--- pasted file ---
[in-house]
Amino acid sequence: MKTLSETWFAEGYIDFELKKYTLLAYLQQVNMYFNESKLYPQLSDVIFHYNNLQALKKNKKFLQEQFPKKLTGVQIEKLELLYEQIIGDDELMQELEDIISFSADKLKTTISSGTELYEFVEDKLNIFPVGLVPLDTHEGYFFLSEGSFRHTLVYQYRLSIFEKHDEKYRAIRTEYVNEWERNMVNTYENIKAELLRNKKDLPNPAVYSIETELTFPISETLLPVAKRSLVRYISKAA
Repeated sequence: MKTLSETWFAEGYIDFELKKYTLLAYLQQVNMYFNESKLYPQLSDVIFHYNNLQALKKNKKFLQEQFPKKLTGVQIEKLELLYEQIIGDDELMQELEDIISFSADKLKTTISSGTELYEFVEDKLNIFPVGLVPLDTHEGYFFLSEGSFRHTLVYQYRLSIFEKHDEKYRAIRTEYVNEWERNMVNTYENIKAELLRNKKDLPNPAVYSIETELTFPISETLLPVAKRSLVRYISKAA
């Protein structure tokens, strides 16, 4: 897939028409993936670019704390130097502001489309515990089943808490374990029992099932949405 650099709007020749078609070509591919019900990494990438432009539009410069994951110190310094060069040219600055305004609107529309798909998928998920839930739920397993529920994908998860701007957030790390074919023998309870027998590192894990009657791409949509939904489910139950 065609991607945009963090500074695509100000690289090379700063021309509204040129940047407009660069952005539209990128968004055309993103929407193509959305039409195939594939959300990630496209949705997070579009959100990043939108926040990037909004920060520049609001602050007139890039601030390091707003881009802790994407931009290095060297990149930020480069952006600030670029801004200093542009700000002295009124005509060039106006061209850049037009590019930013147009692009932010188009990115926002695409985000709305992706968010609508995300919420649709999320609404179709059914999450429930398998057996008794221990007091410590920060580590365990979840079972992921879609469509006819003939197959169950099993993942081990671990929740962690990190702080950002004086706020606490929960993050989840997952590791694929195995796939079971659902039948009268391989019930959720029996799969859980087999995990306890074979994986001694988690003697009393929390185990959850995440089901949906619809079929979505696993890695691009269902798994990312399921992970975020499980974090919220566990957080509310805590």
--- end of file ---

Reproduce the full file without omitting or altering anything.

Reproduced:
[in-house]
Amino acid sequence: MKTLSETWFAEGYIDFELKKYTLLAYLQQVNMYFNESKLYPQLSDVIFHYNNLQALKKNKKFLQEQFPKKLTGVQIEKLELLYEQIIGDDELMQELEDIISFSADKLKTTISSGTELYEFVEDKLNIFPVGLVPLDTHEGYFFLSEGSFRHTLVYQYRLSIFEKHDEKYRAIRTEYVNEWERNMVNTYENIKAELLRNKKDLPNPAVYSIETELTFPISETLLPVAKRSLVRYISKAA
Repeated sequence: MKTLSETWFAEGYIDFELKKYTLLAYLQQVNMYFNESKLYPQLSDVIFHYNNLQALKKNKKFLQEQFPKKLTGVQIEKLELLYEQIIGDDELMQELEDIISFSADKLKTTISSGTELYEFVEDKLNIFPVGLVPLDTHEGYFFLSEGSFRHTLVYQYRLSIFEKHDEKYRAIRTEYVNEWERNMVNTYENIKAELLRNKKDLPNPAVYSIETELTFPISETLLPVAKRSLVRYISKAA
């Protein structure tokens, strides 16, 4: 897939028409993936670019704390130097502001489309515990089943808490374990029992099932949405 650099709007020749078609070509591919019900990494990438432009539009410069994951110190310094060069040219600055305004609107529309798909998928998920839930739920397993529920994908998860701007957030790390074919023998309870027998590192894990009657791409949509939904489910139950 065609991607945009963090500074695509100000690289090379700063021309509204040129940047407009660069952005539209990128968004055309993103929407193509959305039409195939594939959300990630496209949705997070579009959100990043939108926040990037909004920060520049609001602050007139890039601030390091707003881009802790994407931009290095060297990149930020480069952006600030670029801004200093542009700000002295009124005509060039106006061209850049037009590019930013147009692009932010188009990115926002695409985000709305992706968010609508995300919420649709999320609404179709059914999450429930398998057996008794221990007091410590920060580590365990979840079972992921879609469509006819003939197959169950099993993942081990671990929740962690990190702080950002004086706020606490929960993050989840997952590791694929195995796939079971659902039948009268391989019930959720029996799969859980087999995990306890074979994986001694988690003697009393929390185990959850995440089901949906619809079929979505696993890695691009269902798994990312399921992970975020499980974090919220566990957080509310805590």